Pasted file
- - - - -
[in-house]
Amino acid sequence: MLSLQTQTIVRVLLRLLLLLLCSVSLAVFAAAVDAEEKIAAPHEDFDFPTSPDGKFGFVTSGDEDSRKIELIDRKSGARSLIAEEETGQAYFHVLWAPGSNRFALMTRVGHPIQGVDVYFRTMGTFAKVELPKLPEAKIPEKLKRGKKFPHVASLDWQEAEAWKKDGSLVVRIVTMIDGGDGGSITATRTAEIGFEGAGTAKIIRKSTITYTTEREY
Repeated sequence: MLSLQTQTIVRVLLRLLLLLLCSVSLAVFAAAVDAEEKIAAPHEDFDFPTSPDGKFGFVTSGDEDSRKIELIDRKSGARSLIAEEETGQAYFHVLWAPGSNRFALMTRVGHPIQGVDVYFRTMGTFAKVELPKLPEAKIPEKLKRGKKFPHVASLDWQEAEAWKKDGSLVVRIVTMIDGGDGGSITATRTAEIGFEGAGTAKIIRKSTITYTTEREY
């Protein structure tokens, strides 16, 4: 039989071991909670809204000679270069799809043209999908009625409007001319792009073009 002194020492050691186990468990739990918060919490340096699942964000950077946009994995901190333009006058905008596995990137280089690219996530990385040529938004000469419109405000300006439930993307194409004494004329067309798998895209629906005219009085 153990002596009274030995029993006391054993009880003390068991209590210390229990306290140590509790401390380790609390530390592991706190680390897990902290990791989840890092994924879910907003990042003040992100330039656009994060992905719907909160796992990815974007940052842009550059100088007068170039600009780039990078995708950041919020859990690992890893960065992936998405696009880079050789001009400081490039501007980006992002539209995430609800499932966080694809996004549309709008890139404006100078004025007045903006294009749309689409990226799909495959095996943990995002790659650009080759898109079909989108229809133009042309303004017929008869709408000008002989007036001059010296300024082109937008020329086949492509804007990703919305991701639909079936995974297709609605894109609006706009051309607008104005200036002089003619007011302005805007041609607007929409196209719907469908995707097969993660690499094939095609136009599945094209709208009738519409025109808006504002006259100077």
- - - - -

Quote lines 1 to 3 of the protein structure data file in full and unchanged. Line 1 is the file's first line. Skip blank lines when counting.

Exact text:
[in-house]
Amino acid sequence: MLSLQTQTIVRVLLRLLLLLLCSVSLAVFAAAVDAEEKIAAPHEDFDFPTSPDGKFGFVTSGDEDSRKIELIDRKSGARSLIAEEETGQAYFHVLWAPGSNRFALMTRVGHPIQGVDVYFRTMGTFAKVELPKLPEAKIPEKLKRGKKFPHVASLDWQEAEAWKKDGSLVVRIVTMIDGGDGGSITATRTAEIGFEGAGTAKIIRKSTITYTTEREY
Repeated sequence: MLSLQTQTIVRVLLRLLLLLLCSVSLAVFAAAVDAEEKIAAPHEDFDFPTSPDGKFGFVTSGDEDSRKIELIDRKSGARSLIAEEETGQAYFHVLWAPGSNRFALMTRVGHPIQGVDVYFRTMGTFAKVELPKLPEAKIPEKLKRGKKFPHVASLDWQEAEAWKKDGSLVVRIVTMIDGGDGGSITATRTAEIGFEGAGTAKIIRKSTITYTTEREY